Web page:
…and I don’t mean Beauty and the Beast style. This Beast of mine, is not going to transform into my Disney fairytale prince charming. Sitting in the Drs office earlier this afternoon, the Dr uttered words I had hoped I would never hear again. Complex Regional Pain Syndrome. The newest diagnosis to my add to my growing list, but not new to me. I have battled and conquered this hideous beast before. It took months and months in hospital. I never thought I would have to deal with this condition again. Last time it was in my leg. Now it is in my shoulder.
Emotionally I am numb, exhausted I know from the little sleep I have got due to pain. Part of me wants to draw the curtains, grab a pillow and just cry. But what good would that do me? It wouldn’t fix me, it wouldn’t take the physical pain away. I made the mistake last time round of avoiding everything that inflicted more pain, such as trousers (I lived in shorts), I couldn’t bear bed sheets, etc, anything touching me was agony. By avoiding touch I made the condition worse. I’m forcing myself to lie down on my back, to wear clothes that hurt, to put my handbag on shoulder even if only for a moment. By doing these things repeatedly hopefully my brain will relearn, again, that all is well.
The Dr went through my meds and was a bit stumped, as medication that he would have put me on to try to treat the condition, such as Gabapentin, I am already on the maximum dose of. We therefore agreed to trial Sertraline on the lowest dose. It may or may not work, but I’ll try anything right now.
In the meantime I’m going to close my eyes, and breath. Things could be worse after all. I defeated this beast once before, and I’ll defeat it once more.
I’m the sort of person that words come easily to, whether that’s verbally or written. I may pause to search for a word once in a while if my brain fog is bad, but normally I’ll pluck another out to replace it. It’s an unusual scenario when I feel so completely stumped and unable to find one to suit my needs. Yet for the past week that’s exactly how I have felt. I’ve tested every word I can think of, yet none quite fit. Which makes trying to describe the situation I’m in now difficult.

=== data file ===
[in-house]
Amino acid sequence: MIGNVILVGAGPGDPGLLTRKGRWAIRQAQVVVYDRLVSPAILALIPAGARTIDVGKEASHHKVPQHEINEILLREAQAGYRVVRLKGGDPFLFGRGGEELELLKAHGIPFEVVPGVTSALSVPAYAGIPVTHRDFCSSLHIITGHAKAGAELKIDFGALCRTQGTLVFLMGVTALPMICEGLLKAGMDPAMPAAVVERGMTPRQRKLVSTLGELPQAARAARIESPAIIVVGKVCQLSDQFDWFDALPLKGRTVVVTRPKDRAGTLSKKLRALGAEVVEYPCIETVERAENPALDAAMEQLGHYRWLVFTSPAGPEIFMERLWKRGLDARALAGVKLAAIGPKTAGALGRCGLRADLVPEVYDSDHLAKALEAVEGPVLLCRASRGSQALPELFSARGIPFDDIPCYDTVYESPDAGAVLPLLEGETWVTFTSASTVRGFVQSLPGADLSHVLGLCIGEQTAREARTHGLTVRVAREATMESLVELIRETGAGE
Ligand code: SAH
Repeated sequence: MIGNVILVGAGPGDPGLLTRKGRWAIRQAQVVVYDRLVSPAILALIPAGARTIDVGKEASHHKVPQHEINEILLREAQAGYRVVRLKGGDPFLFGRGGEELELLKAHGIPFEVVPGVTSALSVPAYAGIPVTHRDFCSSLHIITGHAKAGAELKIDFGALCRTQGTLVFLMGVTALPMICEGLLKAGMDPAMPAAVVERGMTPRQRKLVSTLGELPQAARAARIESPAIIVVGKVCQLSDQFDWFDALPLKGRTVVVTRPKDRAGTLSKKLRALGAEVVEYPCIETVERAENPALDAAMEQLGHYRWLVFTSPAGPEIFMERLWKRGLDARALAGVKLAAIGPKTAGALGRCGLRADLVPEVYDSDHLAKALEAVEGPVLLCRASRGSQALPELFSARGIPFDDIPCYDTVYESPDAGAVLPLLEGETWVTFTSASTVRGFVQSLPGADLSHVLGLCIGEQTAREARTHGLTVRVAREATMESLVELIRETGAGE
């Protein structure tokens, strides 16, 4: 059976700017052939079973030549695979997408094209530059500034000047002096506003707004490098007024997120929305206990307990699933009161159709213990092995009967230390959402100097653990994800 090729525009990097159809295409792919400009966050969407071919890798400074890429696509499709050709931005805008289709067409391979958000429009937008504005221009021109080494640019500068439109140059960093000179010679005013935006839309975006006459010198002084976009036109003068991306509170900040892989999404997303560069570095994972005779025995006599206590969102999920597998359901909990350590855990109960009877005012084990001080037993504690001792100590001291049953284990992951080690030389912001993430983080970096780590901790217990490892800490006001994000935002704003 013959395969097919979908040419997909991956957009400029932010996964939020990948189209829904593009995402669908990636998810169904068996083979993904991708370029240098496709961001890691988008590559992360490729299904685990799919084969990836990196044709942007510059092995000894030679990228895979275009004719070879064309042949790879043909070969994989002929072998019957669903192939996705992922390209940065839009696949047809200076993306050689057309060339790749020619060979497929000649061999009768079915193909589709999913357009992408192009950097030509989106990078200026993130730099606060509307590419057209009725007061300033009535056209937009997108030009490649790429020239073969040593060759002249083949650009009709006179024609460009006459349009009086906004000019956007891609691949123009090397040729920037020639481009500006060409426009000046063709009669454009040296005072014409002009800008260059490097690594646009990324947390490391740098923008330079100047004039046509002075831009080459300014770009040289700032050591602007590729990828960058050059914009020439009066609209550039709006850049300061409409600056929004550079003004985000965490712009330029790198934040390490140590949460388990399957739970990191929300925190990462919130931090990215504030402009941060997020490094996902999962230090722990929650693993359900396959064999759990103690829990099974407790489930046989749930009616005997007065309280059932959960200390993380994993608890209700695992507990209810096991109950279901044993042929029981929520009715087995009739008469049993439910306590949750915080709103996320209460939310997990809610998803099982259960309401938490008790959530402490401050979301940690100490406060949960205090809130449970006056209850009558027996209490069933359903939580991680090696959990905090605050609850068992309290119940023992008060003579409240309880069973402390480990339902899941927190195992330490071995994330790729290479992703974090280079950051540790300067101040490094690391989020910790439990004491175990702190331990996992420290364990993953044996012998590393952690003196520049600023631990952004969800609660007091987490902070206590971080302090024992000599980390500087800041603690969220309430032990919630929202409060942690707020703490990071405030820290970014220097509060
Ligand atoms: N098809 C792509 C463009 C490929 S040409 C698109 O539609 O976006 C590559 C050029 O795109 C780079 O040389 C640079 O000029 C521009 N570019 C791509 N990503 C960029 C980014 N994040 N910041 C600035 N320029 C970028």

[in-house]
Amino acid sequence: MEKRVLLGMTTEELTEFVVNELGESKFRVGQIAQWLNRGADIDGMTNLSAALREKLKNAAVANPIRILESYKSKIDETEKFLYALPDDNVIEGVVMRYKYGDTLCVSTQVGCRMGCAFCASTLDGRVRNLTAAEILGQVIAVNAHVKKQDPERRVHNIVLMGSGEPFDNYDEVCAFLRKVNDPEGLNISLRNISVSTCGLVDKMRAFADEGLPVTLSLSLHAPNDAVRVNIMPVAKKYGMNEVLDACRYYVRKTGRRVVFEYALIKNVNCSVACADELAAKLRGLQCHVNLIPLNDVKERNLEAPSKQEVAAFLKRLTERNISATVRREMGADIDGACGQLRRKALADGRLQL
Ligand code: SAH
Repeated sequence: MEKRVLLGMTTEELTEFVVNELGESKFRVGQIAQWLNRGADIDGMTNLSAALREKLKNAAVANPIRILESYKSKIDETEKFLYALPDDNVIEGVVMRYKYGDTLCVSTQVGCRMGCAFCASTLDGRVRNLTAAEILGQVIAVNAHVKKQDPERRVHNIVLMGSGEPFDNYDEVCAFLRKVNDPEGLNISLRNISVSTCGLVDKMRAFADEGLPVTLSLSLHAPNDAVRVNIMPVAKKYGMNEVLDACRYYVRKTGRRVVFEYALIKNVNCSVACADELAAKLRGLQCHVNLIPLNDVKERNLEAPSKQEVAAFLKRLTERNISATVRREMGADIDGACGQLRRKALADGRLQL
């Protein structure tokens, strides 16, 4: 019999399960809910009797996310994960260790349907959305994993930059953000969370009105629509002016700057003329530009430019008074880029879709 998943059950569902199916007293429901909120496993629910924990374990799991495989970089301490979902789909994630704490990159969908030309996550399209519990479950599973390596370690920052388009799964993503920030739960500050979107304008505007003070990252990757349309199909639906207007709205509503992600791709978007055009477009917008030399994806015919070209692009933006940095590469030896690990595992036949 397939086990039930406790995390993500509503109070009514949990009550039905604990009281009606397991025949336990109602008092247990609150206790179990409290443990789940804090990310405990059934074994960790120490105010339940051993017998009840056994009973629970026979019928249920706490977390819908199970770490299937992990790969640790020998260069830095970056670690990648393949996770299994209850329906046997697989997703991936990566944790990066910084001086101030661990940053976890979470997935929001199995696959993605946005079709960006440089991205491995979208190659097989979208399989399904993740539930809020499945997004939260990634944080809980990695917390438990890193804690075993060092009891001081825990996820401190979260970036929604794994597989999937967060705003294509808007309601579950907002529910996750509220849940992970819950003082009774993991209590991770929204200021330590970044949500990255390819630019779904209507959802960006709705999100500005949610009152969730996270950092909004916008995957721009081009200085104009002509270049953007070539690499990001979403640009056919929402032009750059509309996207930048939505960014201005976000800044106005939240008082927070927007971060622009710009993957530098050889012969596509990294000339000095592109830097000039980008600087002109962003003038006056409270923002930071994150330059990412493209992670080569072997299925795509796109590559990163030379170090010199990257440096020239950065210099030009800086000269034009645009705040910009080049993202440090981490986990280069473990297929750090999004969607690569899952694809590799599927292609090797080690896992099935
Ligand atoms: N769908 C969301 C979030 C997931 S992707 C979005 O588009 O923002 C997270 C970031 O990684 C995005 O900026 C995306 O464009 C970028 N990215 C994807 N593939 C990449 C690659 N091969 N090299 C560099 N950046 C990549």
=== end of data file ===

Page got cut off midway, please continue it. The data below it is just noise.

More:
When I saw my neurologist last Wednesday, he decided to add Botox injections to my shoulder to see if this would help control my twitches. This has helped beyond my wildest imagination. At first the pain that followed I put down to my body reacting to the injections, after all I do experience similar pain in my neck each time I get my injections. However unlike my neck, the pain has not improved, even lying down at night is painful. Consequently sleep is almost non-existent . Carrying things, anything touching my shoulder is extremely uncomfortable. I don’t feel like pain is the right descriptive word however, though it most definitively applys the majority of the time, I don’t know how to verbalize the sensation that I am experiencing. It is so uncomfortable and is setting my teeth on edge as it is constant. Hopefully it will ease off soon.
On a more positive note I have attached below the photo below that I promised of me standing.
Today I had my six weekly appointment with my Neurologist in London. As usual he was charming himself. He never fails to listen, which is a breath of fresh air after the experience I often receive at the hands of various other medical professionals. As many of you will know, recently my twitches have been worsening. This has been impacting on my day-to-day life. Some days I struggle just to dress myself and I worry about whether I will hit someone in the street or knock products over in a shop. These factors don’t stop me from going about my life, but they do prove to be rather big hurdles though, as I really would rather not apologise for twitching and hitting someone.
I explained this to my neurologist. Honestly I was expecting, at best, for him to up one of my many medications or add yet another one in to the cocktail. He surprised me however by offering to inject my shoulder to see if this helped bring me some relief. This was a treatment I had debated asking for, but I had wanted to listen to his suggestions first. After all, he’s kept my twitches fairly well controlled for the past two years. He injected my shoulder muscles three times, which in the moment didn’t bother me too much, but I am really feeling it now! I am keeping my fingers crossed that hopefully this will do the trick.
As usual he advised me not to over do it. I can’t help but laugh. I try to take this on board, I really do. Dystonia already holds me back so much though, I don’t plan on taking the easy option. Even if that would mean less pain. I would rather grasp every opportunity that life throw at me and live every second to the full.